Miller said he’s staying on to finish some projects already started, including the water main extension to Honda Manufacturing in Lincoln. Then he plans to “try some other things while he is still relatively young,” he said.
“I farm on the side,” Miller said. “I want to cattle farm and grow my own hay.”
He’ll be retiring to his farm in rural Jefferson County about 80 miles away from Anniston. But, Miller said, he intends to make frequent trips back to Anniston to maintain the many friendships he has made here.
Miller said he’s considering doing some consulting work in the utility management business.
Jimmy O’Dell, chairman of the board, noted that while Miller headed the water works, he trimmed staff by 37 percent, implemented state-of-the-art technology and revamped the board’s organizational structure.
“I hated to see him retire,” O’Dell said. “He’s done everything the board asked him to do plus 100 times more.”
O’Dell was on the board when it hired Miller over dozens of other applicants. Miller was the board members’ fourth interview and they knew immediately he was the candidate for the job. Over the years, they’ve not been disappointed, O’Dell said.
“Not only that, he did a lot for the entire community,” O’Dell said.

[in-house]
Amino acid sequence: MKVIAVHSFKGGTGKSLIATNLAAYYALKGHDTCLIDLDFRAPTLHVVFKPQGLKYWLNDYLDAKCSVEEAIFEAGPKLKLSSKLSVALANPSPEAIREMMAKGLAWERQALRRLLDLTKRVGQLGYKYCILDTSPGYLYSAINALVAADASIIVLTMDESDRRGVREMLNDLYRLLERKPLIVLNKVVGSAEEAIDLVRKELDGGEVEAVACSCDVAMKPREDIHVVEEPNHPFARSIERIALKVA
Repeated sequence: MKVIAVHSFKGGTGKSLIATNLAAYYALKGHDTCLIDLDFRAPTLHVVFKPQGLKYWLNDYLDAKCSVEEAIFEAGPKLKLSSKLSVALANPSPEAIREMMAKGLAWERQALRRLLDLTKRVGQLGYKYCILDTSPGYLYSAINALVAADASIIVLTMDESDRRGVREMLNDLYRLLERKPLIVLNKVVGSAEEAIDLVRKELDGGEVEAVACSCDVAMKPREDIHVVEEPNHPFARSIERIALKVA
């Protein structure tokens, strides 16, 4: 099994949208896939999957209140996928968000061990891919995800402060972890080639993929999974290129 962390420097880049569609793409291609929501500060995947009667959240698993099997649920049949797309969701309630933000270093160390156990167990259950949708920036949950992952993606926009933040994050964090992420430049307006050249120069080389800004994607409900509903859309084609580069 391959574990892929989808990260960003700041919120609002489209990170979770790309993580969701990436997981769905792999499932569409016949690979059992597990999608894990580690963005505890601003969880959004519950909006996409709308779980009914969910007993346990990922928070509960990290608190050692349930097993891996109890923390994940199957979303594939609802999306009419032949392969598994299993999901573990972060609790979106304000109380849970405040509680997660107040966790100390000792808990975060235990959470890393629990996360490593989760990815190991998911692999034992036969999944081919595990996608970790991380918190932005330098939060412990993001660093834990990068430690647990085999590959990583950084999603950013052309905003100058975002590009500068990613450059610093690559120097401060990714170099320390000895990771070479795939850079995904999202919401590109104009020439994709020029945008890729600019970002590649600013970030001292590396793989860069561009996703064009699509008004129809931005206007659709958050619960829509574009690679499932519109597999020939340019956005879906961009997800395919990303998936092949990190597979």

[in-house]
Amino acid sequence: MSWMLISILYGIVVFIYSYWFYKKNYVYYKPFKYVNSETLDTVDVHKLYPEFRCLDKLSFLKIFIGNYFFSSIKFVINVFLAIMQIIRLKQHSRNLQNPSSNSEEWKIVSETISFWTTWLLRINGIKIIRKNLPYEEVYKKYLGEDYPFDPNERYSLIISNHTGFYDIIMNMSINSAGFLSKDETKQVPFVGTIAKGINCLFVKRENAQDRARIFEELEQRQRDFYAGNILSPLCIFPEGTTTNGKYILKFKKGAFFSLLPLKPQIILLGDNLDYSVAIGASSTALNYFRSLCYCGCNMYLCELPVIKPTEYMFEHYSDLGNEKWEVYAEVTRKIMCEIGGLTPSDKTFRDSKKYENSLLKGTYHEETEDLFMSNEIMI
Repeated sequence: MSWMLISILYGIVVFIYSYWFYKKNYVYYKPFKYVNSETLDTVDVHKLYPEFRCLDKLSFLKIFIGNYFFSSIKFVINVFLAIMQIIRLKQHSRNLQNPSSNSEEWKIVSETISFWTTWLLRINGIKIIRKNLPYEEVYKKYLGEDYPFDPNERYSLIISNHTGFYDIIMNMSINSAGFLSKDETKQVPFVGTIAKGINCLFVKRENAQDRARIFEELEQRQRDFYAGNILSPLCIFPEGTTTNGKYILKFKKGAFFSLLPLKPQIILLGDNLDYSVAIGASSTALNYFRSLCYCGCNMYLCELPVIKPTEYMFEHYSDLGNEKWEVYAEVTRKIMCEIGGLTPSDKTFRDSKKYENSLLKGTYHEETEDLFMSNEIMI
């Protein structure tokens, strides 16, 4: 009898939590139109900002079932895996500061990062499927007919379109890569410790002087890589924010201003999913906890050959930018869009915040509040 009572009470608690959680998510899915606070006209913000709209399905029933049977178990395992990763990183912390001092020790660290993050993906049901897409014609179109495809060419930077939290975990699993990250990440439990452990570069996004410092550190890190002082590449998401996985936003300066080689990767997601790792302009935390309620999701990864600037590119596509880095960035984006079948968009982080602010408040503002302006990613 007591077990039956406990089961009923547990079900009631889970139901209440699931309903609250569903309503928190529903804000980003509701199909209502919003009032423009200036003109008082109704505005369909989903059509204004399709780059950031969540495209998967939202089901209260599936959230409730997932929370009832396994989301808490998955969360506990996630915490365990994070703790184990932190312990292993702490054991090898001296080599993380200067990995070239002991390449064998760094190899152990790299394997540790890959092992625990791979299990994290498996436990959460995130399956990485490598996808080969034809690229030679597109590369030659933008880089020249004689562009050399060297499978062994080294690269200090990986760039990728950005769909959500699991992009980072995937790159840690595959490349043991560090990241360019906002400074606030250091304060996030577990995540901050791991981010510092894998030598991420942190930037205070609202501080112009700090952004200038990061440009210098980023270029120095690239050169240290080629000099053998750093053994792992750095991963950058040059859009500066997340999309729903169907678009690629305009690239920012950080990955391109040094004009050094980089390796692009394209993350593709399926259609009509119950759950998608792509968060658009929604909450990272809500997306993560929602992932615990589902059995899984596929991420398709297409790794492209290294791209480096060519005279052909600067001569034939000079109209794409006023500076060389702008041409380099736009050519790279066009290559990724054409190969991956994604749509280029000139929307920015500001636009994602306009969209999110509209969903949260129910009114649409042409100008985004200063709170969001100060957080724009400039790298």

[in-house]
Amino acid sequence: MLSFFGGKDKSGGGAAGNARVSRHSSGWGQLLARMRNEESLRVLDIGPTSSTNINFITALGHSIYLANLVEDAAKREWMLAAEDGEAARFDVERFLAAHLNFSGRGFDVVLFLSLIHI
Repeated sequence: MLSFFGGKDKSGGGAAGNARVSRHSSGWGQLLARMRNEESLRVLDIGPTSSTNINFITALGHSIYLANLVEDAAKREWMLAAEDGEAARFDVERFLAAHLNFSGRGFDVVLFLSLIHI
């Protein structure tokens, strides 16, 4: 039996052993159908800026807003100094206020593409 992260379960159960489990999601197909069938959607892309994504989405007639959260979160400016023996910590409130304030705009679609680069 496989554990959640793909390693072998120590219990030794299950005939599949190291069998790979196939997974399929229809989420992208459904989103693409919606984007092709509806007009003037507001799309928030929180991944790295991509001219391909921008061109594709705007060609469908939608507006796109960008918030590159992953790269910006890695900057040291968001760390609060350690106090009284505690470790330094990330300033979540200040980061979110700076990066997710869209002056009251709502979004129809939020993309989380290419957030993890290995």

In 2012, Miller was named The Anniston Star’s Citizen of the Year. Miller has filled seats on several boards over the years, including the Spirit of Anniston Board of Directors. Miller also serves on the Public Building Authority and the YMCA Board of Directors, both of which will lose his services after he retires.
“He will be missed,” said Anniston City Planner Toby Bennington, who worked with Miller through the authority. “He provided stellar, stellar leadership.”
Miller served as chairman of the authority, which organized the construction of the Department of Human Resources building and is working on the Justin Sollohub Justice Center. Bennington said Miller’s knowledge of working with both public and private sector companies along with his attention to details were important to both projects.
“He was the leader, but he looked at the PBA as, ‘We’re a team and this is our responsibility to the people,’” Bennington said.
Once the justice center is finished in the spring, Miller will step down from the PBA, he said. He said his term on the YMCA board has already expired, but he stayed on with the expectation that he would leave after his retirement.
The water board hopes to hire a new general manager from within the employees at the water works, O’Dell said. It has already advertised the position internally and is waiting to see who applies, he said.
Staff writer Laura Camper: 256-235-3545. On Twitter @LCamper_Star.